My recommended resources this month feature a mixture of both new and old. As always, they are aimed at a variety of levels and I do hope they will be of interest.
Beginners and elementary:
Traditional Hebrew Songs
Pianist, teacher and composer Rami Bar-Niv, has written eleven interesting and attractive arrangements of traditional Hebrew songs; great for those of late elementary or early intermediate level (around Grades 2 – 4 ABRSM level). Those wanting to explore different repertoire will enjoy this set, which includes Israel’s national anthem. The pieces have a distinctly folk music flavour as one might expect, contrasting lively articulated pieces with slower cantabile songs, which are fairly straightforward both harmonically and rhythmically. You can purchase them here.
Encore: Your Favourite ABRSM Piano Exam Pieces
I’m enjoying these new anthologies entitled Encore; Book 1 (pictured above) contains 21 pieces of Grades 1 & 2 standard, whereas Book 2 has 20 pieces of Grades 3 & 4 level. They are published by the ABRSM exam board, compiled by Karen Marshall, and highlight the most popular exam pieces over the past few decades. What’s not to like? Teachers are constantly looking for pieces to excite pupils (thus ensuring practice?) and works such as Strange Things Happen, Chattanooga Choo Choo (Book 1), Top Cat and Clowning Around (Book 2) generally do just that. They are perfect alternative pieces for those who don’t fancy taking an exam, or are just working at improving their playing. Purchase your copies here and here.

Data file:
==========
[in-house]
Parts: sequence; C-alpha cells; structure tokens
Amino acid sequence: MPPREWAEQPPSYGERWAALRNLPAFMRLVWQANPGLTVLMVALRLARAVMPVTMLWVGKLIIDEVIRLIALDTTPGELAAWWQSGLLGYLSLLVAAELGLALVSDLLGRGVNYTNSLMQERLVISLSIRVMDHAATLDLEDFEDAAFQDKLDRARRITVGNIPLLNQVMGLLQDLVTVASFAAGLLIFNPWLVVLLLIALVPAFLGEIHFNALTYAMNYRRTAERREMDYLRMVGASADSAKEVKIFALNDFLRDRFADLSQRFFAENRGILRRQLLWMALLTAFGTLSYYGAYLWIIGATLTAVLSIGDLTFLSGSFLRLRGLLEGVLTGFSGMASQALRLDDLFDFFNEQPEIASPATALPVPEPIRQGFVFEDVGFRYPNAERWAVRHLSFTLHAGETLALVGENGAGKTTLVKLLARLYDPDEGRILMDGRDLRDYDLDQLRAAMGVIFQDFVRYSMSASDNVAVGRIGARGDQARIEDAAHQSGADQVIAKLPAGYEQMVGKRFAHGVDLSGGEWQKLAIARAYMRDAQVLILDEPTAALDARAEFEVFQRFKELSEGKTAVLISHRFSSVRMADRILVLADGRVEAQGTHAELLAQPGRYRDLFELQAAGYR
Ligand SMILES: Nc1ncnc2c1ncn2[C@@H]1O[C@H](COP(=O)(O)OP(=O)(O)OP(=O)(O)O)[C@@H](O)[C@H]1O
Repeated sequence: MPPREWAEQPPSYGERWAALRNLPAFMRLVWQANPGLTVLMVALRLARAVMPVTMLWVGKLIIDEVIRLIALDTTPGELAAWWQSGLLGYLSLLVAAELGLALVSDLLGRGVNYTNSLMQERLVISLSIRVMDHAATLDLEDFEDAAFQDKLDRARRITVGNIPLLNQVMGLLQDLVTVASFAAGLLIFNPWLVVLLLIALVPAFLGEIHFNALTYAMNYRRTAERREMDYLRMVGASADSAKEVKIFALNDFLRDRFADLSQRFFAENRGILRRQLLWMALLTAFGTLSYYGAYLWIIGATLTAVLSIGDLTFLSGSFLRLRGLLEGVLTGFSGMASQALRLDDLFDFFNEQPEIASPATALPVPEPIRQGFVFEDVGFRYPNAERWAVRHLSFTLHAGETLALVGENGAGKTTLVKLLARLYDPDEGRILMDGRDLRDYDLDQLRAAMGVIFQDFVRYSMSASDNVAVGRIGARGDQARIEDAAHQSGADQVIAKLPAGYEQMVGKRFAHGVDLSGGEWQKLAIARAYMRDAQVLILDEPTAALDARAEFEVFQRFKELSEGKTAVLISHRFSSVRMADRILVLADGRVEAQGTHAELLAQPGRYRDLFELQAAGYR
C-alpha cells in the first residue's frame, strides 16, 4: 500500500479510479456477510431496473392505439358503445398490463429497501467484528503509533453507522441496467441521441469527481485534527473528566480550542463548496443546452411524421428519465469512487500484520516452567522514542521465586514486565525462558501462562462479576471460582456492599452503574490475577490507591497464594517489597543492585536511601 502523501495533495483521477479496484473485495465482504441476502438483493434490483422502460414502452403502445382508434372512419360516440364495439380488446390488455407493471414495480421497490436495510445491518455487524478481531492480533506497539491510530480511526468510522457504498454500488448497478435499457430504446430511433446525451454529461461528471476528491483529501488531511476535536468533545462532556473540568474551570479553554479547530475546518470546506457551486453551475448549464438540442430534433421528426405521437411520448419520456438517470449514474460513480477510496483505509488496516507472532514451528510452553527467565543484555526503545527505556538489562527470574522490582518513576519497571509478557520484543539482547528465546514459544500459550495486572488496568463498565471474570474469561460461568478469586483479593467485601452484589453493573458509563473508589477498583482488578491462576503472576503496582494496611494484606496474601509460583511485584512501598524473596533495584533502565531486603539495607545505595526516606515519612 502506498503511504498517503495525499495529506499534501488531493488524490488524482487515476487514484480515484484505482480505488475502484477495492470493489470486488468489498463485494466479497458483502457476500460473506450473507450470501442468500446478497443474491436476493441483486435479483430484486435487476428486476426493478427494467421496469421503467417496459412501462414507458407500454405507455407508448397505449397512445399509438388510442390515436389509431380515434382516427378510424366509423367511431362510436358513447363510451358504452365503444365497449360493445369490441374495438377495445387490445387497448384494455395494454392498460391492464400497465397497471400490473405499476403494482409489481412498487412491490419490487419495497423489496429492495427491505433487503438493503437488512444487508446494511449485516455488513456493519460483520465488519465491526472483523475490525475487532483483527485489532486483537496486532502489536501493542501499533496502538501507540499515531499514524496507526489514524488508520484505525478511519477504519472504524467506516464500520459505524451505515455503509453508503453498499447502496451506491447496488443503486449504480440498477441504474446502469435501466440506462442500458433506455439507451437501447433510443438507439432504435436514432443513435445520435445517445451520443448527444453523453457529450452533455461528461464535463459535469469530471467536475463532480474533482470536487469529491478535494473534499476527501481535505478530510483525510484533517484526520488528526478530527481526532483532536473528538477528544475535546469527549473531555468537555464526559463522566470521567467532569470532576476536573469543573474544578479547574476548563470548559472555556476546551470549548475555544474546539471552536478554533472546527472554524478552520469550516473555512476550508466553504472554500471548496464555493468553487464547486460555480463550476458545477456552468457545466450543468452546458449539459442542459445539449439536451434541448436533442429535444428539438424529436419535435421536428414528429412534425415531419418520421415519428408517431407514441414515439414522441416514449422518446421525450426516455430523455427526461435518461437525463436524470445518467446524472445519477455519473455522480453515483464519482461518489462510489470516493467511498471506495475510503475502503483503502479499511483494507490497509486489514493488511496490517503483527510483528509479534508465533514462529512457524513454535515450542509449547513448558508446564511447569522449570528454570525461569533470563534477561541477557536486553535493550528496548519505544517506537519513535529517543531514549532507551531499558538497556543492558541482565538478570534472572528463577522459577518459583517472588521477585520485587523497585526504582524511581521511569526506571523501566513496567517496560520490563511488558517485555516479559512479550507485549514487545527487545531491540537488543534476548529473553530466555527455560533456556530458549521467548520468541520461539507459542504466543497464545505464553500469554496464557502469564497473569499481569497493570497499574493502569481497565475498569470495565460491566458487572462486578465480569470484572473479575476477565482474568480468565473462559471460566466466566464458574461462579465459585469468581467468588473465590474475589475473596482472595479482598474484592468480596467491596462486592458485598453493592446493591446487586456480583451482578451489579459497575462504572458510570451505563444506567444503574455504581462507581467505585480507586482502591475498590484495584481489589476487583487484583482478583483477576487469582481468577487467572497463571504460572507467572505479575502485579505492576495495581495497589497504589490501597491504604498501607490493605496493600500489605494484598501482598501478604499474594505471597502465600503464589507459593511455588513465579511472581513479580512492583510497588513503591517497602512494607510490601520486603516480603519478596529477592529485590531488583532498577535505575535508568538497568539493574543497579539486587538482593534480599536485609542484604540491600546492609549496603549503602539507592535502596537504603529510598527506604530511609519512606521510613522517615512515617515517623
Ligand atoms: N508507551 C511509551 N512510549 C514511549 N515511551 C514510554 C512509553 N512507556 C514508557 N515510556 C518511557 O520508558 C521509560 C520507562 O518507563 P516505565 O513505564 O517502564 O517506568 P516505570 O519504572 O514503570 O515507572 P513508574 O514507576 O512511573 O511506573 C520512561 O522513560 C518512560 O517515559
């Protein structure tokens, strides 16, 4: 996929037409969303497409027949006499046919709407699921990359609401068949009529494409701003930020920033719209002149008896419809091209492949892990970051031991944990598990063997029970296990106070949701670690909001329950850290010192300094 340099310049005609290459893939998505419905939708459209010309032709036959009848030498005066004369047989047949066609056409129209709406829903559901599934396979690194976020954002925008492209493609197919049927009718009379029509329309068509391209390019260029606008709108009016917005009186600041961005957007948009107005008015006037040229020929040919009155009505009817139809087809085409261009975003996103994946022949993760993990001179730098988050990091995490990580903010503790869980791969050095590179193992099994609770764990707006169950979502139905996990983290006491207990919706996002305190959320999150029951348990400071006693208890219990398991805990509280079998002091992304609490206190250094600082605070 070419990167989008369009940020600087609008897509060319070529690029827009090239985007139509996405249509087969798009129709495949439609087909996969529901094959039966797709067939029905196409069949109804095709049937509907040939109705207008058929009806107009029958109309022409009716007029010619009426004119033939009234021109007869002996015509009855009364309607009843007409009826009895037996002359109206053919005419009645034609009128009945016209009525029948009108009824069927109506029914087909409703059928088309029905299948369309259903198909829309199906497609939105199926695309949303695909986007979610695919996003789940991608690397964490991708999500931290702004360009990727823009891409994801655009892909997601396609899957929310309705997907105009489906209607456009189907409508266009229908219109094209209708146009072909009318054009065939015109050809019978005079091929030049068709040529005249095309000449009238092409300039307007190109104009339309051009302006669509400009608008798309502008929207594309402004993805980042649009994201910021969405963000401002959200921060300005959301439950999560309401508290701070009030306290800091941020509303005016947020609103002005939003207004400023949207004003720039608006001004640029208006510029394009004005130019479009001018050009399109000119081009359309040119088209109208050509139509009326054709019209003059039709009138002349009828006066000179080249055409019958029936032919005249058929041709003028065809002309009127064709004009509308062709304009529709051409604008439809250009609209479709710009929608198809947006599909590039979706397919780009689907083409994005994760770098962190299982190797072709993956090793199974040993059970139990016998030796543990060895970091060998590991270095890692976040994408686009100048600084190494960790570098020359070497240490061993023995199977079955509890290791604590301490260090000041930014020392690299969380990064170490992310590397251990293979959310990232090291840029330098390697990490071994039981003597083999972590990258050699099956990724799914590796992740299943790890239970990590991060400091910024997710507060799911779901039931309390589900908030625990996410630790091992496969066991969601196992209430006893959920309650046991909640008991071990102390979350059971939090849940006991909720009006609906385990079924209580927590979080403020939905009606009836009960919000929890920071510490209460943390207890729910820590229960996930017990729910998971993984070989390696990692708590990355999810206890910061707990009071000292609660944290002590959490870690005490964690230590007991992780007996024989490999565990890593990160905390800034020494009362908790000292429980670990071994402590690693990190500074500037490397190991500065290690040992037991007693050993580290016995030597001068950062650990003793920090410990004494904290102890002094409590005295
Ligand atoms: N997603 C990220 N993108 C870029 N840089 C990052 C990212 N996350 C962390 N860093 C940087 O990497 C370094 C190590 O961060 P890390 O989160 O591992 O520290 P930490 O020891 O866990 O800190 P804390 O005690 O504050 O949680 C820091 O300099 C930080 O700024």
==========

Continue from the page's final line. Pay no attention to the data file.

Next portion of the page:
The Wheels of Time
Hot off the press, this new piece by well-known British composer Heather Hammond, is intended for intermediate level players of around Grades 4-6 standard. It’s the first piece of a set entitled Ballads without Words, to be published by EVC Music Publications. The relentless moderato tempo marking is indicative of the driving, energetic character. An attractive, dynamic melody is combined with effective meter changes, which provides continuous momentum and a syncopated feel. Great fun to play! Listen and buy the digital version here.
Mrs Van Der Blond